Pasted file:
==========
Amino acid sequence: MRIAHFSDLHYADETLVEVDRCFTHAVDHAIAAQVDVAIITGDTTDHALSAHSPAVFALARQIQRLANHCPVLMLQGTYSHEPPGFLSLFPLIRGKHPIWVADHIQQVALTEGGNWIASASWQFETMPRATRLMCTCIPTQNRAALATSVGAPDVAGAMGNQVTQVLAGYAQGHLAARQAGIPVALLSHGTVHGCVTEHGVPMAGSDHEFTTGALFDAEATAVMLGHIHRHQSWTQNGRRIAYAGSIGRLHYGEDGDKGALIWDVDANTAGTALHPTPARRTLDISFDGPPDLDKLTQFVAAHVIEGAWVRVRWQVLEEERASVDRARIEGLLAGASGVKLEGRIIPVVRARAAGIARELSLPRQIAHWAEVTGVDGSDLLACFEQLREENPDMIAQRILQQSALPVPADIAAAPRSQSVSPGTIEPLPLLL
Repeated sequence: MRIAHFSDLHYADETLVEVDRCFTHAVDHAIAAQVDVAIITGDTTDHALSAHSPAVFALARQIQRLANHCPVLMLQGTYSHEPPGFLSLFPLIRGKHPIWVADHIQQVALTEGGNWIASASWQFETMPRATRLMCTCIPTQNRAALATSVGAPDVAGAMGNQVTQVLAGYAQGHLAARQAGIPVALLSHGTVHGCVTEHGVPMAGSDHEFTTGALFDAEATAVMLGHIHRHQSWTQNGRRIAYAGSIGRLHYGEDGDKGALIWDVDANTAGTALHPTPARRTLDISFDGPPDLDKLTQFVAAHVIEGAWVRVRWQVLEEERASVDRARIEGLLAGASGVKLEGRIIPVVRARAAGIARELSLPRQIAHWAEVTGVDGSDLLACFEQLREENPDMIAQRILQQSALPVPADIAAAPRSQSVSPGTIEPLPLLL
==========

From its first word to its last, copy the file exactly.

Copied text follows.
Amino acid sequence: MRIAHFSDLHYADETLVEVDRCFTHAVDHAIAAQVDVAIITGDTTDHALSAHSPAVFALARQIQRLANHCPVLMLQGTYSHEPPGFLSLFPLIRGKHPIWVADHIQQVALTEGGNWIASASWQFETMPRATRLMCTCIPTQNRAALATSVGAPDVAGAMGNQVTQVLAGYAQGHLAARQAGIPVALLSHGTVHGCVTEHGVPMAGSDHEFTTGALFDAEATAVMLGHIHRHQSWTQNGRRIAYAGSIGRLHYGEDGDKGALIWDVDANTAGTALHPTPARRTLDISFDGPPDLDKLTQFVAAHVIEGAWVRVRWQVLEEERASVDRARIEGLLAGASGVKLEGRIIPVVRARAAGIARELSLPRQIAHWAEVTGVDGSDLLACFEQLREENPDMIAQRILQQSALPVPADIAAAPRSQSVSPGTIEPLPLLL
Repeated sequence: MRIAHFSDLHYADETLVEVDRCFTHAVDHAIAAQVDVAIITGDTTDHALSAHSPAVFALARQIQRLANHCPVLMLQGTYSHEPPGFLSLFPLIRGKHPIWVADHIQQVALTEGGNWIASASWQFETMPRATRLMCTCIPTQNRAALATSVGAPDVAGAMGNQVTQVLAGYAQGHLAARQAGIPVALLSHGTVHGCVTEHGVPMAGSDHEFTTGALFDAEATAVMLGHIHRHQSWTQNGRRIAYAGSIGRLHYGEDGDKGALIWDVDANTAGTALHPTPARRTLDISFDGPPDLDKLTQFVAAHVIEGAWVRVRWQVLEEERASVDRARIEGLLAGASGVKLEGRIIPVVRARAAGIARELSLPRQIAHWAEVTGVDGSDLLACFEQLREENPDMIAQRILQQSALPVPADIAAAPRSQSVSPGTIEPLPLLL